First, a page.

Refer to “The evolution of ENSO and global atmospheric temperatures.”

Jeff Alberts
September 23, 2008 7:04 am

Of course, these indicators will undergo the normal fluctuations attributable to weather. What is important is the long-term trend, and to date the long term favours AGW.

Would that be the incredibly long 30 year trend?

You are claiming here that AGW – “catastrophic” or otherwise – cannot be happening because scientists gain grant money. And of course this is a nonsensical proposition, both a non-sequitur and an ad hominen. Grant money may exercise a powerful grip on your imagination, but its power does not extend to influencing the climate.

Wow, you really twisted that one. It’s power DOES, however, extend to influencing how people perceive climate. Hence propaganda.

Jeff Alberts
September 23, 2008 7:08 am

The AGW hypothesis claims that CO2 feedback exists, and that it is powerful. So if this powerful effect is shown not to exist, I would say that the hypothesis is disproved.

Actually I think the claim is that CO2 warming (but mysteriously not “natural” warming) triggers other positive feedbacks causing a runaway effect (I won’t call it “greenhouse” because that’s a misnomer). Those feedbacks don’t seem to be happening, which is a falsification of AGW.

kim
September 23, 2008 7:10 am

Joel (06:46:42) Once in my last post to you I said ‘graphs’ where I meant ‘models’. Sure, I don’t believe what you say; you, as well as Tamino, are not scientific about climate. You’ve got too much invested in CO2=AGW. Do you remember me telling Tamino that his defense of Mann’s hockey stick was complete rubbish? Granted, I stole the knowledge from JeanS, but now, six months later, Tamino admits as much, after being called on it by the expert he cited, Ian Jolliffe. Tamino censored JeanS from his blog, and he has censored me. Pheh.
And, I agree with Gerald Machnee about the thorough dismantling of Mann that Steve McIntyre is doing. Steve won’t go so far as to call it deliberate deception, but it seems obvious from the hoops Mann jumps through and the bizarre constructions he makes, that he is no longer just a naive statistician making innocent mistakes. I’d call him purposefully crooked, and for what? Fleeting defense of his ego? Does he really think climate has gone post modern and can become what he wants it to be? Doesn’t he see that the tip of the blade of his imaginary hockey stick has broken and is now pointing down. How much longer can this hoax persist?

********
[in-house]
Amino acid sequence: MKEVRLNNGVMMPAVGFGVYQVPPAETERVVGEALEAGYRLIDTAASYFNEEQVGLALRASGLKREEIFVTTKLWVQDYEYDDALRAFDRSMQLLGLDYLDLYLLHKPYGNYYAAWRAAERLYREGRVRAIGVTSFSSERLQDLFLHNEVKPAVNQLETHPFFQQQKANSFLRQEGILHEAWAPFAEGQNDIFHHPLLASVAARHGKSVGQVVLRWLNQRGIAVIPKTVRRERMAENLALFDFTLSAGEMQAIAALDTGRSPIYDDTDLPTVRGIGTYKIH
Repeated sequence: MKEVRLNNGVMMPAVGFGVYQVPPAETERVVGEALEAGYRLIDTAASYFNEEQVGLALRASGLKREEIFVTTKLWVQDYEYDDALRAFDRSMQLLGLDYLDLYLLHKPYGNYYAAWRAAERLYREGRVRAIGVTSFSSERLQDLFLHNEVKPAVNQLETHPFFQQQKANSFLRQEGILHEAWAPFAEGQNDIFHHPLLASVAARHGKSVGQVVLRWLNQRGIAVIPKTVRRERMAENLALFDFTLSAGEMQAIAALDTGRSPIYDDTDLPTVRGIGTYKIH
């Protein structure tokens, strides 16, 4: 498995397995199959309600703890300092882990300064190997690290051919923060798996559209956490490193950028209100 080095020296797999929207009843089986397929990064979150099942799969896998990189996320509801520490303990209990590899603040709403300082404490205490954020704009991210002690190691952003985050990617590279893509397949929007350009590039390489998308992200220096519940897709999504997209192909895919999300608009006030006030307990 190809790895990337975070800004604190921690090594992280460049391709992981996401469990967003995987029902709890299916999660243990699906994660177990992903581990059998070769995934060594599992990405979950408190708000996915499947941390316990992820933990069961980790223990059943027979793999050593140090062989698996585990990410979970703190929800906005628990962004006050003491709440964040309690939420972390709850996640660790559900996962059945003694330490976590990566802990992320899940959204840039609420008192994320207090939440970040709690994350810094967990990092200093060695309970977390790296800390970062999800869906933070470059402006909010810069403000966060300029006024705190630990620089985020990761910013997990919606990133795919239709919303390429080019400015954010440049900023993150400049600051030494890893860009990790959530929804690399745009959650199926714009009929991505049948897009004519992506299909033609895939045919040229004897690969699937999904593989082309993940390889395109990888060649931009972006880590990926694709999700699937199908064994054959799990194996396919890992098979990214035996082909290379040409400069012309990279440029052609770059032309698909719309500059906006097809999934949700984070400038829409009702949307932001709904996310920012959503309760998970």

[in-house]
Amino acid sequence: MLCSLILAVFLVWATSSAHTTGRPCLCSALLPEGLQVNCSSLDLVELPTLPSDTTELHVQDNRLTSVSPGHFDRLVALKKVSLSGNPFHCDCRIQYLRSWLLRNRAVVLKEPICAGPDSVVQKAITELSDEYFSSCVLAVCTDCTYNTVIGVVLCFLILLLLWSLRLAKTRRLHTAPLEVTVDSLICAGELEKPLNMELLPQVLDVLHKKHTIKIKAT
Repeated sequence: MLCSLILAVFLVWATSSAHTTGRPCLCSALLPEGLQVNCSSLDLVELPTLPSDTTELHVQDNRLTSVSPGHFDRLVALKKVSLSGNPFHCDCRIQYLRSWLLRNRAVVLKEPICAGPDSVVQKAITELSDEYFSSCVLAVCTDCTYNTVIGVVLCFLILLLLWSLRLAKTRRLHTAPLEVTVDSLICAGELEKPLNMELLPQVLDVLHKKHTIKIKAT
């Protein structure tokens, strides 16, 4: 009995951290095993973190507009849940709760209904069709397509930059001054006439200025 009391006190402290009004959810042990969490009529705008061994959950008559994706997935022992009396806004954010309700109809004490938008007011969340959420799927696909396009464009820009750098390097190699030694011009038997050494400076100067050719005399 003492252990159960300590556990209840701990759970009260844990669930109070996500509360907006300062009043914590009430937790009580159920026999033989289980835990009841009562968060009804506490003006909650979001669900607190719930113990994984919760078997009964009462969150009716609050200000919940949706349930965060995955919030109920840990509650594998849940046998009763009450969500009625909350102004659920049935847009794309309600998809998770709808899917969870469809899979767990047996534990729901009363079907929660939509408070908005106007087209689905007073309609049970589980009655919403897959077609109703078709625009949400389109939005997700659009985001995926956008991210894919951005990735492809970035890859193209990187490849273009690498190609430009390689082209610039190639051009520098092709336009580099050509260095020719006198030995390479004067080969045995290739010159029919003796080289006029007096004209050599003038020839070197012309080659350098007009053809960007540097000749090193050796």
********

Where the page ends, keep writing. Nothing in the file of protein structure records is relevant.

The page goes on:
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Jeff Alberts
September 23, 2008 7:16 am

Boy, those papers falsifying AGW theory are really quite impressive once you take a look at them! 😉

Yeah, like Hockey Schticks…

kim
September 23, 2008 7:20 am

Joel Shore (06:53:53) You are using the argument to authority and that is not a logical fallacy when your authorities are right. It fails when they are wrong, and when you see that the IPCC report is actually the product of a small number of deluded scientists you will understand that your authorities fail on this subject. Your models mistake the climate sensitivity to CO2 by assuming positive feedbacks that are apparently not there. Why can’t the modelers re-examine their basic assumptions in the face of a cooling globe, and the spectacular failure of their models?
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Jeff Alberts
September 23, 2008 7:21 am

Anthony, I think your web cite is great. Keep up the good work. The one thing about Dr. Meier’s answers that interested me was this idea he has that regional warming can be natural and cyclical, but that if it is world wide than it has to be caused by manmade sources. Even if the whole world is in a warming trend can’t there be a natural explanation or cause for this? Why does it have to be assumed by him that it is human caused?

The problem with the logic here is that the whole globe ISN’T warming. Parts are, parts aren’t. The idea of a global temperature is silly. All things are NOT equal.

September 23, 2008 7:26 am

Jeff:

“I also glanced at Lindzen’s paper in the Bulletin of the American Meteorological Society. This paper questions the probability of large temperature changes from the increase in CO2 but Lindzen does not deny that CO2 can lead to some amount of warming.” [my emphasis]